I start by thinking back to the early 1990s. Microsoft released MSDOS 5 in 1991, and MSDOS 6 in 1993. But they had clearly set their future direction towards Windows (3.0 in 1990, 3.1 in 1992 - and of course Windows 95 in 1995.)
FreeDOS aimed to create a free, compatible alternative to MSDOS. And I believe we met that goal in version 1.0 several years ago. We've even extended the feature set (read: utilities) from MSDOS 6. But FreeDOS is still - essentially - a clone of the old MSDOS.
But in an alternate reality, what would DOS had looked like if Microsoft hadn't moved to Windows? I think we get to define what that looks like.
And we shouldn't be afraid to change the classic definition of "DOS" to get there. Minimally, applications written for MSDOS 6 should still run under whatever "FreeDOS 2.0" becomes. Aside from that, we are free to make whatever changes to turn FreeDOS into a relevant, modern operating system.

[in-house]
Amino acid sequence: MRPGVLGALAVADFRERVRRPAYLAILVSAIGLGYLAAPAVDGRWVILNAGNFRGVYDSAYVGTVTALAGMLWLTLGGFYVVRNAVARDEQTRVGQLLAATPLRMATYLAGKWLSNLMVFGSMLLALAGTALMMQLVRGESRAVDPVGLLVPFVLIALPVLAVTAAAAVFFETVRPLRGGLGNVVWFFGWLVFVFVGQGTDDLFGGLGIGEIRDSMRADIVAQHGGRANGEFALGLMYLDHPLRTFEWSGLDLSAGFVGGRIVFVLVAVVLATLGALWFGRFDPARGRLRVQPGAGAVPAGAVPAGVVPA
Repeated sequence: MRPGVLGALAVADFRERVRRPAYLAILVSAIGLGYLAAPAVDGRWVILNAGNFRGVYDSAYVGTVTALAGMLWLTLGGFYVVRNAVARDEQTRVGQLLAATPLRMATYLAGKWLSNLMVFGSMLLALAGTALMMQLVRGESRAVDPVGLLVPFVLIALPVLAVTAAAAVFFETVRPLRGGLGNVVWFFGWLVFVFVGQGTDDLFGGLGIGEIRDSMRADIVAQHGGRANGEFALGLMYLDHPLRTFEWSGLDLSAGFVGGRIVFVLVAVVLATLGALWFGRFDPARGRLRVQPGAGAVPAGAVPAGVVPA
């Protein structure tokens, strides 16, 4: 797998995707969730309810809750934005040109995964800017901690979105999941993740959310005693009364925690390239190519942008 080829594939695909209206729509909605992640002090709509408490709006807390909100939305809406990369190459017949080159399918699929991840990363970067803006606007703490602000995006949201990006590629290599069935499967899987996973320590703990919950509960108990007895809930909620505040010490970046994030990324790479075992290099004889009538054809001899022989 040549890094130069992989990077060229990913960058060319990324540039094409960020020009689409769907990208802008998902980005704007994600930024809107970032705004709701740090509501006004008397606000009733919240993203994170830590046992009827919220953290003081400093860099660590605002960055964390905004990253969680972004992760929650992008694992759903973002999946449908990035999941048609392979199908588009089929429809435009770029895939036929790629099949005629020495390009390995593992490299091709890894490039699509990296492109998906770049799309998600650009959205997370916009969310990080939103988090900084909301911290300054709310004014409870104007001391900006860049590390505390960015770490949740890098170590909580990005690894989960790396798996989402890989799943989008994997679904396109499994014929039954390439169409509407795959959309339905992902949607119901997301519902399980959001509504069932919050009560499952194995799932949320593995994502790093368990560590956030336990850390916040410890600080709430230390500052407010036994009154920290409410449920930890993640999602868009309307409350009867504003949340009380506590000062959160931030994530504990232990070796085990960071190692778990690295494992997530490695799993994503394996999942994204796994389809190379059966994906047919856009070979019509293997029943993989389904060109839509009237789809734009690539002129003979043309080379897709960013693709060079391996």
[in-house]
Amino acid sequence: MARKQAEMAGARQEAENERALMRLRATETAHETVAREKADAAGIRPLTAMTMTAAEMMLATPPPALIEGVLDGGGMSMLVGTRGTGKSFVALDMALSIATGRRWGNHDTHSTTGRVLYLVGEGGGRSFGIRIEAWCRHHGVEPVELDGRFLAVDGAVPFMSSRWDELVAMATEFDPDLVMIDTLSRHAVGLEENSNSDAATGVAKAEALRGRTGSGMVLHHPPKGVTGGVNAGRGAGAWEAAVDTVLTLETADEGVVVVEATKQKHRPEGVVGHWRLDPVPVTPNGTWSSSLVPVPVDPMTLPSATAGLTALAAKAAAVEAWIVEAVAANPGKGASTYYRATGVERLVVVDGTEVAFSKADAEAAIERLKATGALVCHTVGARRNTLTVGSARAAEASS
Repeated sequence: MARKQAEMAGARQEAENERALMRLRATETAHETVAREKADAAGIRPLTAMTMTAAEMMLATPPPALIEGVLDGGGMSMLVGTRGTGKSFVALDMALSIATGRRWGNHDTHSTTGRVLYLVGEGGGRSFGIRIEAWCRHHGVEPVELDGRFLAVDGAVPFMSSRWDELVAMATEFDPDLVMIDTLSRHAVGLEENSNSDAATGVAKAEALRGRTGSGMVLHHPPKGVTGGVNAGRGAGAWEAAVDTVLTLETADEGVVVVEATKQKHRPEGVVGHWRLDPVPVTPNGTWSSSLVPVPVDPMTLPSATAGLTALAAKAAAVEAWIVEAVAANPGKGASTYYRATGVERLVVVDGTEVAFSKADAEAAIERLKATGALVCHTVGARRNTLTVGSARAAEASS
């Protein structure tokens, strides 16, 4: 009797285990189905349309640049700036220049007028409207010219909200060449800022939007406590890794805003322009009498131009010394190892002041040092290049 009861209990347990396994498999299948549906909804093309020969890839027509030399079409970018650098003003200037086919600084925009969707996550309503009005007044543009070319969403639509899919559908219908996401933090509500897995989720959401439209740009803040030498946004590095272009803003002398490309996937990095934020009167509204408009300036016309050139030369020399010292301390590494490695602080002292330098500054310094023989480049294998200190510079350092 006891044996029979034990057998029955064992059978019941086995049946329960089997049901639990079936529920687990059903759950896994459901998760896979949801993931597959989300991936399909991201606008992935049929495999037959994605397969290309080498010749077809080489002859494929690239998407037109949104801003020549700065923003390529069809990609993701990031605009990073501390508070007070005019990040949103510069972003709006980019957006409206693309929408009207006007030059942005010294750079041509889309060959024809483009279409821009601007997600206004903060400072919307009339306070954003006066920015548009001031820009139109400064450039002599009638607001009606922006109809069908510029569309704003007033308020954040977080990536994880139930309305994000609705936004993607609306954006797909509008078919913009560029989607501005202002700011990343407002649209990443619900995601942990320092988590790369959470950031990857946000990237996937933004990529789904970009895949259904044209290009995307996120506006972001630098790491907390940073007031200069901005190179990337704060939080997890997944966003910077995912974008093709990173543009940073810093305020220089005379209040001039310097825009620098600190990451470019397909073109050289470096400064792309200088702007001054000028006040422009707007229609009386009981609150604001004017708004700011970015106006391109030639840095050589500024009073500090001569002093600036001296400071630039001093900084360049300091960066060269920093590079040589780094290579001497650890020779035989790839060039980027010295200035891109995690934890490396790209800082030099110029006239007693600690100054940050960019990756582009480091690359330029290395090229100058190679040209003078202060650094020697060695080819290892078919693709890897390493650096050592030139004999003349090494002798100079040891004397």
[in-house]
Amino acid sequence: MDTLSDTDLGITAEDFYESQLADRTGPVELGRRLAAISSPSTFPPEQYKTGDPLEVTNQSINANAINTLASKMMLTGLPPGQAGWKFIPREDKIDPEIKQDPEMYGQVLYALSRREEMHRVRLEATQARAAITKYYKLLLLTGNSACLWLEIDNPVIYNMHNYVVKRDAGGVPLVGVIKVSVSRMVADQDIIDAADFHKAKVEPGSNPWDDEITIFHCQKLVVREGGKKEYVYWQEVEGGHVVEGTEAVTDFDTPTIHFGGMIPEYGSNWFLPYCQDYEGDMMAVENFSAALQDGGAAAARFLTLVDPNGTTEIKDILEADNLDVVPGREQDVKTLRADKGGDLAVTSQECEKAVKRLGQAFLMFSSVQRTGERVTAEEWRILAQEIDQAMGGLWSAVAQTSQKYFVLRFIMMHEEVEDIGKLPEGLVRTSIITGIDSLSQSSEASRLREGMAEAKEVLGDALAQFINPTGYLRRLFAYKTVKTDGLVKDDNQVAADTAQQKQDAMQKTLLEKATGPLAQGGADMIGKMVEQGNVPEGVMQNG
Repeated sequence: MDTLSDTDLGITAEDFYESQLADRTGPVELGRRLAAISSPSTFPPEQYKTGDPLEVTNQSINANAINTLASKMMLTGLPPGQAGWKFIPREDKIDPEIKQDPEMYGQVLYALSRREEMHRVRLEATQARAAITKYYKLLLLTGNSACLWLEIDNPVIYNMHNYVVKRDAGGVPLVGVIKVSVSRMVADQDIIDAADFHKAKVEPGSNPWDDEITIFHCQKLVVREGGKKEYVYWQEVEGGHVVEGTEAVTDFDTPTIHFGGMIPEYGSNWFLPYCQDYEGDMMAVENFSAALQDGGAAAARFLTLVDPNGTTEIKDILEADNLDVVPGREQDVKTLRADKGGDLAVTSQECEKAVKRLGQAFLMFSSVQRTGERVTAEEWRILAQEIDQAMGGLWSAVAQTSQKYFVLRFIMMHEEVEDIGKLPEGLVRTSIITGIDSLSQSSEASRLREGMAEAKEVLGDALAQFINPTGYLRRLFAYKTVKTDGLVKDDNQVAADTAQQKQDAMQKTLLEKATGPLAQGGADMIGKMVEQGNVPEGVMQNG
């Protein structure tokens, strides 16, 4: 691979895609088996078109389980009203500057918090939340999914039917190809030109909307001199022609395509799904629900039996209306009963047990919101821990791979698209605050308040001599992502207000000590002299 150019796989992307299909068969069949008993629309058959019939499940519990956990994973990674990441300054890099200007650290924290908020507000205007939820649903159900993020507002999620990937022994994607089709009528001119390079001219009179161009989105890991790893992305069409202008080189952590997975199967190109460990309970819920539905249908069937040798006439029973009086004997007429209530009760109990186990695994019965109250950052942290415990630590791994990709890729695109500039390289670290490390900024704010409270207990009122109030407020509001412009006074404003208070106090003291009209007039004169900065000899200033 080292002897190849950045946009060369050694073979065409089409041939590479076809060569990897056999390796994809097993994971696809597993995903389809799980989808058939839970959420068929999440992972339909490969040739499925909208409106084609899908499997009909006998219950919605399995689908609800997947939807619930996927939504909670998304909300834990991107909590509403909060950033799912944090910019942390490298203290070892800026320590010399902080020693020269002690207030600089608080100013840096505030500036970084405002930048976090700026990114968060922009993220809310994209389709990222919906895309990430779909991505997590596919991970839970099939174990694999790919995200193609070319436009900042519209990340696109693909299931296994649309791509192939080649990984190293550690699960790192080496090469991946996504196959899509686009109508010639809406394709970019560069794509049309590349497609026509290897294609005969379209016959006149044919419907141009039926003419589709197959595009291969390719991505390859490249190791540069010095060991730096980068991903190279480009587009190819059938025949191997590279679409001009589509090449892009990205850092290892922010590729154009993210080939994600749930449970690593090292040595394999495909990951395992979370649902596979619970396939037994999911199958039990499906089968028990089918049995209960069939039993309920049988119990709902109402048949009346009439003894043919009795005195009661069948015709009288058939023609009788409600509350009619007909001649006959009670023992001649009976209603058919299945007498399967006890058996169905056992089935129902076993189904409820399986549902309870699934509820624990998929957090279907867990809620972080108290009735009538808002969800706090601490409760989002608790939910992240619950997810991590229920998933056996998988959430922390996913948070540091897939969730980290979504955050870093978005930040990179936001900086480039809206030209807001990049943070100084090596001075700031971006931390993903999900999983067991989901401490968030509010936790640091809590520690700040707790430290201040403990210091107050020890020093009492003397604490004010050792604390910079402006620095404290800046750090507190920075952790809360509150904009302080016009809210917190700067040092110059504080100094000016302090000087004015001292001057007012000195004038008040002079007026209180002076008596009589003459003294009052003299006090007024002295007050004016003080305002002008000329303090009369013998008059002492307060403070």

I envision FreeDOS "2.0" as being a more modern version based on FreeDOS 1.0 (or 1.1, if I can convince someone to package up our current software set into a new release.) But FreeDOS "3.0" or some later version should switch to a multi-tasking FreeDOS model, with expanded driver support. Especially network driver support.
I think FreeDOS will remain a single-user command-line environment. I'd like to draw on other modern environments to define that. The GNUish utilities are an obvious area to draw on. I don't believe we need to create a "mini-Linux" environment, but having those GNUish utilities will bring a familiar feel to FreeDOS. By extension, that crossover with Linux may be enough - by itself - to attract new developers.
FreeDOS 1.0 (and the alpha/beta releases) divided our software into package sets, or "disk sets", with BASE being the area that replicated MSDOS functionality. As we transition into a more modern "DOS", I think we'll have to reconsider what's in those categories, including re-defining the population of BASE.